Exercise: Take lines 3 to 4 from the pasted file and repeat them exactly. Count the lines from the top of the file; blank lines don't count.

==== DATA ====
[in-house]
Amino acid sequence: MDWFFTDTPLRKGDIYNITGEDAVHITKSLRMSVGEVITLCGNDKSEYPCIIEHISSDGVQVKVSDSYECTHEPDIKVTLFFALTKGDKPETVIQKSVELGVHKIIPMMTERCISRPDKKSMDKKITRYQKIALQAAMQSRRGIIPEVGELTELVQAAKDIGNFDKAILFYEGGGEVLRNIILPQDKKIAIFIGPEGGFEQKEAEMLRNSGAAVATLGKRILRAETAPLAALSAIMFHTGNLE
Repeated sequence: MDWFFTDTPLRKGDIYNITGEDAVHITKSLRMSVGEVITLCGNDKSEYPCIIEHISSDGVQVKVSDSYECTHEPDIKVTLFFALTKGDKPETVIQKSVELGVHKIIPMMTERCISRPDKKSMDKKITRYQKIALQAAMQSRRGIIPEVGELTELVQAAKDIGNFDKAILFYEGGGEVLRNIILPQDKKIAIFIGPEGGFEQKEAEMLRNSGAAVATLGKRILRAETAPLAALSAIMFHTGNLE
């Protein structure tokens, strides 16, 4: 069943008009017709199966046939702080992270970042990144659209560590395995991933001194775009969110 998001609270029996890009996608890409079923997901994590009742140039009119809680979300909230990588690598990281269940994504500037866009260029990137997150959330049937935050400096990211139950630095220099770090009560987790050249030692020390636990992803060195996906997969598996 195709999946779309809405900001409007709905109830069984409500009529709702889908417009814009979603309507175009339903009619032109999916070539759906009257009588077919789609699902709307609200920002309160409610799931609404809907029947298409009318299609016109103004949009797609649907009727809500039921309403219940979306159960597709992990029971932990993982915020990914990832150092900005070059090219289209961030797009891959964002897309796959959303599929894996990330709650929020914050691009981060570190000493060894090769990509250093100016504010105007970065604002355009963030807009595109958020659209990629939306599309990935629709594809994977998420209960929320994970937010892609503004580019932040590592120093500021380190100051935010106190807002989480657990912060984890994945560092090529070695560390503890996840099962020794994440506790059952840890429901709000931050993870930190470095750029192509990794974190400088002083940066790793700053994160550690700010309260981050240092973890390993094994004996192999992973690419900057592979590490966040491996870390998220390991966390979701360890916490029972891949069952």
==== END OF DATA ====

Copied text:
Repeated sequence: MDWFFTDTPLRKGDIYNITGEDAVHITKSLRMSVGEVITLCGNDKSEYPCIIEHISSDGVQVKVSDSYECTHEPDIKVTLFFALTKGDKPETVIQKSVELGVHKIIPMMTERCISRPDKKSMDKKITRYQKIALQAAMQSRRGIIPEVGELTELVQAAKDIGNFDKAILFYEGGGEVLRNIILPQDKKIAIFIGPEGGFEQKEAEMLRNSGAAVATLGKRILRAETAPLAALSAIMFHTGNLE
């Protein structure tokens, strides 16, 4: 069943008009017709199966046939702080992270970042990144659209560590395995991933001194775009969110 998001609270029996890009996608890409079923997901994590009742140039009119809680979300909230990588690598990281269940994504500037866009260029990137997150959330049937935050400096990211139950630095220099770090009560987790050249030692020390636990992803060195996906997969598996 195709999946779309809405900001409007709905109830069984409500009529709702889908417009814009979603309507175009339903009619032109999916070539759906009257009588077919789609699902709307609200920002309160409610799931609404809907029947298409009318299609016109103004949009797609649907009727809500039921309403219940979306159960597709992990029971932990993982915020990914990832150092900005070059090219289209961030797009891959964002897309796959959303599929894996990330709650929020914050691009981060570190000493060894090769990509250093100016504010105007970065604002355009963030807009595109958020659209990629939306599309990935629709594809994977998420209960929320994970937010892609503004580019932040590592120093500021380190100051935010106190807002989480657990912060984890994945560092090529070695560390503890996840099962020794994440506790059952840890429901709000931050993870930190470095750029192509990794974190400088002083940066790793700053994160550690700010309260981050240092973890390993094994004996192999992973690419900057592979590490966040491996870390998220390991966390979701360890916490029972891949069952």